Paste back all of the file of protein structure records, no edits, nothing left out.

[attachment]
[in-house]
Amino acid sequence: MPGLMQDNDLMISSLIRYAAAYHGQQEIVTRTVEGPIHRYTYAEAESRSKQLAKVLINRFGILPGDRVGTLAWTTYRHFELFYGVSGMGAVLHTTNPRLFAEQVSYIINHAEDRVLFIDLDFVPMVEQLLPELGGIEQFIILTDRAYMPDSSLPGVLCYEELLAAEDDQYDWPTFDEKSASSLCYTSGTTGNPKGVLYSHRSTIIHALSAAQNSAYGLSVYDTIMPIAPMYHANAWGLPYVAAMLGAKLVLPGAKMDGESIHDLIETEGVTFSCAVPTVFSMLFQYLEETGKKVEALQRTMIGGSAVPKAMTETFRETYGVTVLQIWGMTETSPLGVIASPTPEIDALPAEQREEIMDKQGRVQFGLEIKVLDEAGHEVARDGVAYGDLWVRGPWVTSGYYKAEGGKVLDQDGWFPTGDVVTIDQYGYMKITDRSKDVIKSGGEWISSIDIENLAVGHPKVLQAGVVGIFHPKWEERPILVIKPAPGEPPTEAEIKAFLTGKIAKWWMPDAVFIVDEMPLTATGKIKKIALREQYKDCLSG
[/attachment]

[in-house]
Amino acid sequence: MPGLMQDNDLMISSLIRYAAAYHGQQEIVTRTVEGPIHRYTYAEAESRSKQLAKVLINRFGILPGDRVGTLAWTTYRHFELFYGVSGMGAVLHTTNPRLFAEQVSYIINHAEDRVLFIDLDFVPMVEQLLPELGGIEQFIILTDRAYMPDSSLPGVLCYEELLAAEDDQYDWPTFDEKSASSLCYTSGTTGNPKGVLYSHRSTIIHALSAAQNSAYGLSVYDTIMPIAPMYHANAWGLPYVAAMLGAKLVLPGAKMDGESIHDLIETEGVTFSCAVPTVFSMLFQYLEETGKKVEALQRTMIGGSAVPKAMTETFRETYGVTVLQIWGMTETSPLGVIASPTPEIDALPAEQREEIMDKQGRVQFGLEIKVLDEAGHEVARDGVAYGDLWVRGPWVTSGYYKAEGGKVLDQDGWFPTGDVVTIDQYGYMKITDRSKDVIKSGGEWISSIDIENLAVGHPKVLQAGVVGIFHPKWEERPILVIKPAPGEPPTEAEIKAFLTGKIAKWWMPDAVFIVDEMPLTATGKIKKIALREQYKDCLSG